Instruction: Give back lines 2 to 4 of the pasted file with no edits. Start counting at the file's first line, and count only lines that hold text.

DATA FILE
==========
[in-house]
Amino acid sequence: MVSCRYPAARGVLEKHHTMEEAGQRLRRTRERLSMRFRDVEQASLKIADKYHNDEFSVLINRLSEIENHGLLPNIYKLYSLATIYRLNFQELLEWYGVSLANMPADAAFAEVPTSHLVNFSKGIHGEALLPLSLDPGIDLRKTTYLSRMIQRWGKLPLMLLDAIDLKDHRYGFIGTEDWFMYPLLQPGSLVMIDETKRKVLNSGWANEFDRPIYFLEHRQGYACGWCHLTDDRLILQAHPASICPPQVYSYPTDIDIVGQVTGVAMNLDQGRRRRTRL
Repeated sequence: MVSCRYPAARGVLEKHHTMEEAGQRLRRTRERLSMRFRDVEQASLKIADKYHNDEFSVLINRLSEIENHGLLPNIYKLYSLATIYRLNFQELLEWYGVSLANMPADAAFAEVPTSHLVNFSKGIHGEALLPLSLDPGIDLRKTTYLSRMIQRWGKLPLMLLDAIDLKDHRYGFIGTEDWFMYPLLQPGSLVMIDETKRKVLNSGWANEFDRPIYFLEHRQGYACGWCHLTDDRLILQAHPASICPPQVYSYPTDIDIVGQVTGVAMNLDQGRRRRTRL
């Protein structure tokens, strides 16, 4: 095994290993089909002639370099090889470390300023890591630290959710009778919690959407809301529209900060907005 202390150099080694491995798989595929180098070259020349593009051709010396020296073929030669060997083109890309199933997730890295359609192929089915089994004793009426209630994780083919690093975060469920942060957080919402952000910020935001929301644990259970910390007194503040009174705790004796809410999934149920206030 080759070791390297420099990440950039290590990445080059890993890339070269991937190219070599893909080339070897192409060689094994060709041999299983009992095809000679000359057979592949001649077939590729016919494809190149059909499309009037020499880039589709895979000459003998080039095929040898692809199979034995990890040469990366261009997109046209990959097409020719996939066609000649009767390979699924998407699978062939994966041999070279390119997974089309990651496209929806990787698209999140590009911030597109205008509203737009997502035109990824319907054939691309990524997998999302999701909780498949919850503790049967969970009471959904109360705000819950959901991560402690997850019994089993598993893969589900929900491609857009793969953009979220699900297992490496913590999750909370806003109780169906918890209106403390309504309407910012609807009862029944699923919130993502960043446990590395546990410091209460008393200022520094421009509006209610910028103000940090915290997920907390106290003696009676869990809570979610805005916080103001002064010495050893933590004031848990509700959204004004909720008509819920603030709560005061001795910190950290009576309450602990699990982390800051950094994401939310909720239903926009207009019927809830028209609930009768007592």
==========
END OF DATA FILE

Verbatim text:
Amino acid sequence: MVSCRYPAARGVLEKHHTMEEAGQRLRRTRERLSMRFRDVEQASLKIADKYHNDEFSVLINRLSEIENHGLLPNIYKLYSLATIYRLNFQELLEWYGVSLANMPADAAFAEVPTSHLVNFSKGIHGEALLPLSLDPGIDLRKTTYLSRMIQRWGKLPLMLLDAIDLKDHRYGFIGTEDWFMYPLLQPGSLVMIDETKRKVLNSGWANEFDRPIYFLEHRQGYACGWCHLTDDRLILQAHPASICPPQVYSYPTDIDIVGQVTGVAMNLDQGRRRRTRL
Repeated sequence: MVSCRYPAARGVLEKHHTMEEAGQRLRRTRERLSMRFRDVEQASLKIADKYHNDEFSVLINRLSEIENHGLLPNIYKLYSLATIYRLNFQELLEWYGVSLANMPADAAFAEVPTSHLVNFSKGIHGEALLPLSLDPGIDLRKTTYLSRMIQRWGKLPLMLLDAIDLKDHRYGFIGTEDWFMYPLLQPGSLVMIDETKRKVLNSGWANEFDRPIYFLEHRQGYACGWCHLTDDRLILQAHPASICPPQVYSYPTDIDIVGQVTGVAMNLDQGRRRRTRL
């Protein structure tokens, strides 16, 4: 095994290993089909002639370099090889470390300023890591630290959710009778919690959407809301529209900060907005 202390150099080694491995798989595929180098070259020349593009051709010396020296073929030669060997083109890309199933997730890295359609192929089915089994004793009426209630994780083919690093975060469920942060957080919402952000910020935001929301644990259970910390007194503040009174705790004796809410999934149920206030 080759070791390297420099990440950039290590990445080059890993890339070269991937190219070599893909080339070897192409060689094994060709041999299983009992095809000679000359057979592949001649077939590729016919494809190149059909499309009037020499880039589709895979000459003998080039095929040898692809199979034995990890040469990366261009997109046209990959097409020719996939066609000649009767390979699924998407699978062939994966041999070279390119997974089309990651496209929806990787698209999140590009911030597109205008509203737009997502035109990824319907054939691309990524997998999302999701909780498949919850503790049967969970009471959904109360705000819950959901991560402690997850019994089993598993893969589900929900491609857009793969953009979220699900297992490496913590999750909370806003109780169906918890209106403390309504309407910012609807009862029944699923919130993502960043446990590395546990410091209460008393200022520094421009509006209610910028103000940090915290997920907390106290003696009676869990809570979610805005916080103001002064010495050893933590004031848990509700959204004004909720008509819920603030709560005061001795910190950290009576309450602990699990982390800051950094994401939310909720239903926009207009019927809830028209609930009768007592």